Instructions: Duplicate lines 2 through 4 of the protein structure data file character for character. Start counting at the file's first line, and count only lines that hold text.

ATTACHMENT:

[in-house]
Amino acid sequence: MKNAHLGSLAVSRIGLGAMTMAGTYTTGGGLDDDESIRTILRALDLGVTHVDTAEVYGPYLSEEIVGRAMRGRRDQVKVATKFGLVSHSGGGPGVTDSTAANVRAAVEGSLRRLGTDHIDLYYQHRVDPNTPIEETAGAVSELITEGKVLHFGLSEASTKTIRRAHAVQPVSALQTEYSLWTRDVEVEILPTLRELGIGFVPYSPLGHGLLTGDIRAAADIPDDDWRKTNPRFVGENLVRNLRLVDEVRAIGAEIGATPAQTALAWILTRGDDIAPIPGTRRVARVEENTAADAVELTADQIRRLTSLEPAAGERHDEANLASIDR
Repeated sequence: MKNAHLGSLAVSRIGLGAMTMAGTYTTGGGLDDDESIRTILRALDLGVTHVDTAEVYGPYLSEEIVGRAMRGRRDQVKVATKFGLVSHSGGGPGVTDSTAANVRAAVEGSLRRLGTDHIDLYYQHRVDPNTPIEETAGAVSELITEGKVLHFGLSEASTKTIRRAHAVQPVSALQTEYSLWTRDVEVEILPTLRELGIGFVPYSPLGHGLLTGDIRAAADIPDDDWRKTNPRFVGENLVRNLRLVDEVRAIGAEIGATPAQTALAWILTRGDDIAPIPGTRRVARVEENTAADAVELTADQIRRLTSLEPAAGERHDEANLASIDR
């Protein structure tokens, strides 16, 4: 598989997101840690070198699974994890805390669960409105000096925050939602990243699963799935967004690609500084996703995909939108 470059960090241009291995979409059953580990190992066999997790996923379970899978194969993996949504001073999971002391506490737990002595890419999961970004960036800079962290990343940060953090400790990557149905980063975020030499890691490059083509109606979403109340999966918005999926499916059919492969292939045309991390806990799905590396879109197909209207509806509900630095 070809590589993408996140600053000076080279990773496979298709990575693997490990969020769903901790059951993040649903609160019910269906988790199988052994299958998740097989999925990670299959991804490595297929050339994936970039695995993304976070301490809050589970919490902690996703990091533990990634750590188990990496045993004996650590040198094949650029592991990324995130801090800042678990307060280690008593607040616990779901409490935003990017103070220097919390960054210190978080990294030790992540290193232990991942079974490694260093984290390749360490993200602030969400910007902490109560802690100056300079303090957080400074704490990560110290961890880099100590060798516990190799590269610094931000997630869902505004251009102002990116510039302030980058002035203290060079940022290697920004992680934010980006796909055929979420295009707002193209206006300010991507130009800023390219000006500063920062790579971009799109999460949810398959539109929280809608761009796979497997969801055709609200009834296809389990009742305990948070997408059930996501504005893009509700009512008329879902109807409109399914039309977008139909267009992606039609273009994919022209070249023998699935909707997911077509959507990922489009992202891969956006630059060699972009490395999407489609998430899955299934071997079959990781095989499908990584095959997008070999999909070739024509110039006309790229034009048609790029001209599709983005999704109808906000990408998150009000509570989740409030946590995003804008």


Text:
Amino acid sequence: MKNAHLGSLAVSRIGLGAMTMAGTYTTGGGLDDDESIRTILRALDLGVTHVDTAEVYGPYLSEEIVGRAMRGRRDQVKVATKFGLVSHSGGGPGVTDSTAANVRAAVEGSLRRLGTDHIDLYYQHRVDPNTPIEETAGAVSELITEGKVLHFGLSEASTKTIRRAHAVQPVSALQTEYSLWTRDVEVEILPTLRELGIGFVPYSPLGHGLLTGDIRAAADIPDDDWRKTNPRFVGENLVRNLRLVDEVRAIGAEIGATPAQTALAWILTRGDDIAPIPGTRRVARVEENTAADAVELTADQIRRLTSLEPAAGERHDEANLASIDR
Repeated sequence: MKNAHLGSLAVSRIGLGAMTMAGTYTTGGGLDDDESIRTILRALDLGVTHVDTAEVYGPYLSEEIVGRAMRGRRDQVKVATKFGLVSHSGGGPGVTDSTAANVRAAVEGSLRRLGTDHIDLYYQHRVDPNTPIEETAGAVSELITEGKVLHFGLSEASTKTIRRAHAVQPVSALQTEYSLWTRDVEVEILPTLRELGIGFVPYSPLGHGLLTGDIRAAADIPDDDWRKTNPRFVGENLVRNLRLVDEVRAIGAEIGATPAQTALAWILTRGDDIAPIPGTRRVARVEENTAADAVELTADQIRRLTSLEPAAGERHDEANLASIDR
């Protein structure tokens, strides 16, 4: 598989997101840690070198699974994890805390669960409105000096925050939602990243699963799935967004690609500084996703995909939108 470059960090241009291995979409059953580990190992066999997790996923379970899978194969993996949504001073999971002391506490737990002595890419999961970004960036800079962290990343940060953090400790990557149905980063975020030499890691490059083509109606979403109340999966918005999926499916059919492969292939045309991390806990799905590396879109197909209207509806509900630095 070809590589993408996140600053000076080279990773496979298709990575693997490990969020769903901790059951993040649903609160019910269906988790199988052994299958998740097989999925990670299959991804490595297929050339994936970039695995993304976070301490809050589970919490902690996703990091533990990634750590188990990496045993004996650590040198094949650029592991990324995130801090800042678990307060280690008593607040616990779901409490935003990017103070220097919390960054210190978080990294030790992540290193232990991942079974490694260093984290390749360490993200602030969400910007902490109560802690100056300079303090957080400074704490990560110290961890880099100590060798516990190799590269610094931000997630869902505004251009102002990116510039302030980058002035203290060079940022290697920004992680934010980006796909055929979420295009707002193209206006300010991507130009800023390219000006500063920062790579971009799109999460949810398959539109929280809608761009796979497997969801055709609200009834296809389990009742305990948070997408059930996501504005893009509700009512008329879902109807409109399914039309977008139909267009992606039609273009994919022209070249023998699935909707997911077509959507990922489009992202891969956006630059060699972009490395999407489609998430899955299934071997079959990781095989499908990584095959997008070999999909070739024509110039006309790229034009048609790029001209599709983005999704109808906000990408998150009000509570989740409030946590995003804008």